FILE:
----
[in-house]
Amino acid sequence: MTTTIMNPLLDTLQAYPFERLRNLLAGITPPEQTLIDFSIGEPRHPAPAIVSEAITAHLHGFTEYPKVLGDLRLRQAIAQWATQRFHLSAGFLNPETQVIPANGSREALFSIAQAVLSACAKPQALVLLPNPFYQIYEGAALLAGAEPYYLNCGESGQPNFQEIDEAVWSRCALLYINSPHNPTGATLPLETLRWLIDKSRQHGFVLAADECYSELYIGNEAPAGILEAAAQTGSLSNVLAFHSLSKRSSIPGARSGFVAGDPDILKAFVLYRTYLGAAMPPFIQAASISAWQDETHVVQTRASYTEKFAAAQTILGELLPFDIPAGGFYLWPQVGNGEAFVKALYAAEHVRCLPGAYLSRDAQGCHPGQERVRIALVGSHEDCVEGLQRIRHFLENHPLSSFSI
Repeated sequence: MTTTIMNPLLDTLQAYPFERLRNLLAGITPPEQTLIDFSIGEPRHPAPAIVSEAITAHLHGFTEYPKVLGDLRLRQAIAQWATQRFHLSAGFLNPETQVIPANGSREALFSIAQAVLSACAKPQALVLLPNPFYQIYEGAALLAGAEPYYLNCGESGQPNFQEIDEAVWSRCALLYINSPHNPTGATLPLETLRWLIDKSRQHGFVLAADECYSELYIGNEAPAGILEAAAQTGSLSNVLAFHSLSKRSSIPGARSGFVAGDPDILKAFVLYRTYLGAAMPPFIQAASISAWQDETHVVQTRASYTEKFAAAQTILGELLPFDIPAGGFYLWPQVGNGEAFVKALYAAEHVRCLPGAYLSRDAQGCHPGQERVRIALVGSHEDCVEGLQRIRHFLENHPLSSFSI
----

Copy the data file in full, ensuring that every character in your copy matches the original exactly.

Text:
[in-house]
Amino acid sequence: MTTTIMNPLLDTLQAYPFERLRNLLAGITPPEQTLIDFSIGEPRHPAPAIVSEAITAHLHGFTEYPKVLGDLRLRQAIAQWATQRFHLSAGFLNPETQVIPANGSREALFSIAQAVLSACAKPQALVLLPNPFYQIYEGAALLAGAEPYYLNCGESGQPNFQEIDEAVWSRCALLYINSPHNPTGATLPLETLRWLIDKSRQHGFVLAADECYSELYIGNEAPAGILEAAAQTGSLSNVLAFHSLSKRSSIPGARSGFVAGDPDILKAFVLYRTYLGAAMPPFIQAASISAWQDETHVVQTRASYTEKFAAAQTILGELLPFDIPAGGFYLWPQVGNGEAFVKALYAAEHVRCLPGAYLSRDAQGCHPGQERVRIALVGSHEDCVEGLQRIRHFLENHPLSSFSI
Repeated sequence: MTTTIMNPLLDTLQAYPFERLRNLLAGITPPEQTLIDFSIGEPRHPAPAIVSEAITAHLHGFTEYPKVLGDLRLRQAIAQWATQRFHLSAGFLNPETQVIPANGSREALFSIAQAVLSACAKPQALVLLPNPFYQIYEGAALLAGAEPYYLNCGESGQPNFQEIDEAVWSRCALLYINSPHNPTGATLPLETLRWLIDKSRQHGFVLAADECYSELYIGNEAPAGILEAAAQTGSLSNVLAFHSLSKRSSIPGARSGFVAGDPDILKAFVLYRTYLGAAMPPFIQAASISAWQDETHVVQTRASYTEKFAAAQTILGELLPFDIPAGGFYLWPQVGNGEAFVKALYAAEHVRCLPGAYLSRDAQGCHPGQERVRIALVGSHEDCVEGLQRIRHFLENHPLSSFSI